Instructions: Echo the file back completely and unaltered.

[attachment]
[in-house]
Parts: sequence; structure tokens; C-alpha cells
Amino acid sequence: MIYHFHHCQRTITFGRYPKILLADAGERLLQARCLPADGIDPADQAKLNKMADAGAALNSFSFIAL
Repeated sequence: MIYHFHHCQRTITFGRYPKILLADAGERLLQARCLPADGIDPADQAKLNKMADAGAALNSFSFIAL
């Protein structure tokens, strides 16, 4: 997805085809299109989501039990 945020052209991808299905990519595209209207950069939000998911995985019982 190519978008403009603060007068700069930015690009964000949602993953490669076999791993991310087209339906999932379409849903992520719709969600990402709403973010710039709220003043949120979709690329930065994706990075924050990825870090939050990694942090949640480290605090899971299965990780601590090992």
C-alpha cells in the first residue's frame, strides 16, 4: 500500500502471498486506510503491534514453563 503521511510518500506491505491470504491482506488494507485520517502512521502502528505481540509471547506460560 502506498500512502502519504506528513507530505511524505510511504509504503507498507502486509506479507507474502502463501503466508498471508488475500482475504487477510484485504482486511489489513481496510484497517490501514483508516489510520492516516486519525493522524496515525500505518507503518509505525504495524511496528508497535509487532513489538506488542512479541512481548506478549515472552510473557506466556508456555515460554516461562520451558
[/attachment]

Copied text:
[in-house]
Parts: sequence; structure tokens; C-alpha cells
Amino acid sequence: MIYHFHHCQRTITFGRYPKILLADAGERLLQARCLPADGIDPADQAKLNKMADAGAALNSFSFIAL
Repeated sequence: MIYHFHHCQRTITFGRYPKILLADAGERLLQARCLPADGIDPADQAKLNKMADAGAALNSFSFIAL
């Protein structure tokens, strides 16, 4: 997805085809299109989501039990 945020052209991808299905990519595209209207950069939000998911995985019982 190519978008403009603060007068700069930015690009964000949602993953490669076999791993991310087209339906999932379409849903992520719709969600990402709403973010710039709220003043949120979709690329930065994706990075924050990825870090939050990694942090949640480290605090899971299965990780601590090992």
C-alpha cells in the first residue's frame, strides 16, 4: 500500500502471498486506510503491534514453563 503521511510518500506491505491470504491482506488494507485520517502512521502502528505481540509471547506460560 502506498500512502502519504506528513507530505511524505510511504509504503507498507502486509506479507507474502502463501503466508498471508488475500482475504487477510484485504482486511489489513481496510484497517490501514483508516489510520492516516486519525493522524496515525500505518507503518509505525504495524511496528508497535509487532513489538506488542512479541512481548506478549515472552510473557506466556508456555515460554516461562520451558